However 'working flexibly' is more than 'flexible working' as defined in this paper [1] and includes the ability to work in ad-hoc locations, if this benefits both the business and the individual.

Working with ever increasing complexity with colleagues often based all over the world, with ages spanning five decades and more, requires us to rethink the 'work place' and to think of it as an ecosystem.  How we interact with each other and with our working environment is the key to organisational efficiency and people satisfaction.

In 2009 I worked with a group of creative thinkers on a seminal paper, 'The Management of Creativity and Innovation'. One of the areas we examined was the working environment as an ecosystem and we came up with seven key elements of a successful ecosystem, based on the experience of the group, they were:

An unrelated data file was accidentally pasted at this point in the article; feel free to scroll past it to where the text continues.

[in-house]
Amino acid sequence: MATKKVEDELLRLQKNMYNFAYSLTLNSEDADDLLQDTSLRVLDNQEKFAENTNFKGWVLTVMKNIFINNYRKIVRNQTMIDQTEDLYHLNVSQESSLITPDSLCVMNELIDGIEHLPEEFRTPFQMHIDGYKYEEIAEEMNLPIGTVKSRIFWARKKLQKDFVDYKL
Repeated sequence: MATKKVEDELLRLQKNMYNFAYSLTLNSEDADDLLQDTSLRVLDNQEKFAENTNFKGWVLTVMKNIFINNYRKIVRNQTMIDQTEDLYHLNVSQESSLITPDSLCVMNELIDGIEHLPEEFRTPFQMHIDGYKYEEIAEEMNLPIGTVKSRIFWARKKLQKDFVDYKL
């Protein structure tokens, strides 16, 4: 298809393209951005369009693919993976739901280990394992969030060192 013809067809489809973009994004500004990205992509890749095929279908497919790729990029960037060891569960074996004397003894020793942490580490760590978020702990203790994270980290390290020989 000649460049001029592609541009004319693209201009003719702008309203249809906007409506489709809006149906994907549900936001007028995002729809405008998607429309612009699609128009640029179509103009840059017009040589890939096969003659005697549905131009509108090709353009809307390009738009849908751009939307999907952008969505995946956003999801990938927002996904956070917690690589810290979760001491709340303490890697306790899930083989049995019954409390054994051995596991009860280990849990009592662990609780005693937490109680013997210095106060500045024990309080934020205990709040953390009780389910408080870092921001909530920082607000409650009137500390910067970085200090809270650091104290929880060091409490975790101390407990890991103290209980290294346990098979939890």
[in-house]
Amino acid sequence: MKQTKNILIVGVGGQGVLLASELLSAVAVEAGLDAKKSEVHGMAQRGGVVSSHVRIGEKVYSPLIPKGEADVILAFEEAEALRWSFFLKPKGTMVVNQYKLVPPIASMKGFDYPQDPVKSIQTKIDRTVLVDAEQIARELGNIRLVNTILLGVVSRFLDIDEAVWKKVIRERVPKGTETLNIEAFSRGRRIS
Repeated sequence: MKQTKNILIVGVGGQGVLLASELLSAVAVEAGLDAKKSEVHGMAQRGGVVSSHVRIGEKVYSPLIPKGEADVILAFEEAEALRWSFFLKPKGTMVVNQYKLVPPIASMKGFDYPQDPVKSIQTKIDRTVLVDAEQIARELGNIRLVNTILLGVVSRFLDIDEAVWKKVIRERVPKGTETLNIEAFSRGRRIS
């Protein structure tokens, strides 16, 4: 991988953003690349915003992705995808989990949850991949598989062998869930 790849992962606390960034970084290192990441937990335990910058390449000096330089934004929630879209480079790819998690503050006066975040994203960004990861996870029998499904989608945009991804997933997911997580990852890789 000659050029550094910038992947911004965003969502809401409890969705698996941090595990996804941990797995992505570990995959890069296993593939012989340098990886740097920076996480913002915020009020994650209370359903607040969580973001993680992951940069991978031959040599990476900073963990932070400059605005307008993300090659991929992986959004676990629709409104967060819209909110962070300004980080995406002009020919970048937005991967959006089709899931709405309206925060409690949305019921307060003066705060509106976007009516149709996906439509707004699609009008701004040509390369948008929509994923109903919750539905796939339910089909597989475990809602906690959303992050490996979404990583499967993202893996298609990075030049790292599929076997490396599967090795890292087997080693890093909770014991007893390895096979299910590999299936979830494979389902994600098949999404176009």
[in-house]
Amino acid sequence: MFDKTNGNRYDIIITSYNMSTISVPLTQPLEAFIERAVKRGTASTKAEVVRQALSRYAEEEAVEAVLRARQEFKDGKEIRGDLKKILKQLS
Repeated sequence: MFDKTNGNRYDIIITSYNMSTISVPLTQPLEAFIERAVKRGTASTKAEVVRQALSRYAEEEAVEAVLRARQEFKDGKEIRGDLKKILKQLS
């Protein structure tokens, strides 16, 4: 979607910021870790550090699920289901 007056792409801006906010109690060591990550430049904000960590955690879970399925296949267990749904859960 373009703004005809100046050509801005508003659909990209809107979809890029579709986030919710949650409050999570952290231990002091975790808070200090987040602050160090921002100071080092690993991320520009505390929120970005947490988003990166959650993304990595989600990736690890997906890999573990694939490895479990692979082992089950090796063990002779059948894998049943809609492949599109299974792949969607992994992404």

Management structure,  Incentive system, Peer interaction (internal and external to the organisation), Societal recognition, Physical environment, Knowledge system tools, and Social networks

We went on to simplify these into three areas:

1. Corporate support
2. An appropriate leadership style and organisational structure
3. An understanding of the skills, tools and environment required

It was our conclusion that if people feel supported and valued, they have an appropriate and flexible management structure and they are provided with the tools and environment they need, then they will generally be successful.

A working environment today is not just a desk or an office, it is all of the seven elements above and if ALL are optimised then the result will be highly productive people who report a high level of satisfaction, a real win-win for any organisation.



[1] Flexible working as defined in the paper -  Part-time working, Home working, Job shares, Variable hours, Compressed hours, Sabbatical / Career breaks, Staggered start / end times, Dual roles, Flexible Benefits (buying / selling holiday time)